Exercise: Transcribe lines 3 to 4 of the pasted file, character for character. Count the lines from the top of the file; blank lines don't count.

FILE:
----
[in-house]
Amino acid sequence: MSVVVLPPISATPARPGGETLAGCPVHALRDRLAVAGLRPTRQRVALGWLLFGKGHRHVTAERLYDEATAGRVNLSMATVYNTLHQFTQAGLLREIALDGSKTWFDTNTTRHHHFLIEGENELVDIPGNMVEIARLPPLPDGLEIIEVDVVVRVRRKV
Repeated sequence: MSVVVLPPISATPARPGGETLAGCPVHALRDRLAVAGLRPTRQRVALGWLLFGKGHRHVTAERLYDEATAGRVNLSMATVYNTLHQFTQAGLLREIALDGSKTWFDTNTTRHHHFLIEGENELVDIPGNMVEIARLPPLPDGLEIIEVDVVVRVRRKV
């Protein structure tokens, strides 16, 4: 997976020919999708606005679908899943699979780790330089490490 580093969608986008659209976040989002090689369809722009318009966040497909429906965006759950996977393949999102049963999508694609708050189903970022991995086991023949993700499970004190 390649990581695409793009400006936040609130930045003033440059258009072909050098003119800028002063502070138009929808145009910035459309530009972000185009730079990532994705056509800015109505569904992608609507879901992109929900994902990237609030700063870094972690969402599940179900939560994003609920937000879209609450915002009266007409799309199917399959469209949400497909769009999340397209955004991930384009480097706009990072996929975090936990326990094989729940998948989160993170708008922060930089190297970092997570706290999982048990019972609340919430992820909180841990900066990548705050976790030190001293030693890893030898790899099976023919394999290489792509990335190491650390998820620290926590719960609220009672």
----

Repeated sequence: MSVVVLPPISATPARPGGETLAGCPVHALRDRLAVAGLRPTRQRVALGWLLFGKGHRHVTAERLYDEATAGRVNLSMATVYNTLHQFTQAGLLREIALDGSKTWFDTNTTRHHHFLIEGENELVDIPGNMVEIARLPPLPDGLEIIEVDVVVRVRRKV
């Protein structure tokens, strides 16, 4: 997976020919999708606005679908899943699979780790330089490490 580093969608986008659209976040989002090689369809722009318009966040497909429906965006759950996977393949999102049963999508694609708050189903970022991995086991023949993700499970004190 390649990581695409793009400006936040609130930045003033440059258009072909050098003119800028002063502070138009929808145009910035459309530009972000185009730079990532994705056509800015109505569904992608609507879901992109929900994902990237609030700063870094972690969402599940179900939560994003609920937000879209609450915002009266007409799309199917399959469209949400497909769009999340397209955004991930384009480097706009990072996929975090936990326990094989729940998948989160993170708008922060930089190297970092997570706290999982048990019972609340919430992820909180841990900066990548705050976790030190001293030693890893030898790899099976023919394999290489792509990335190491650390998820620290926590719960609220009672």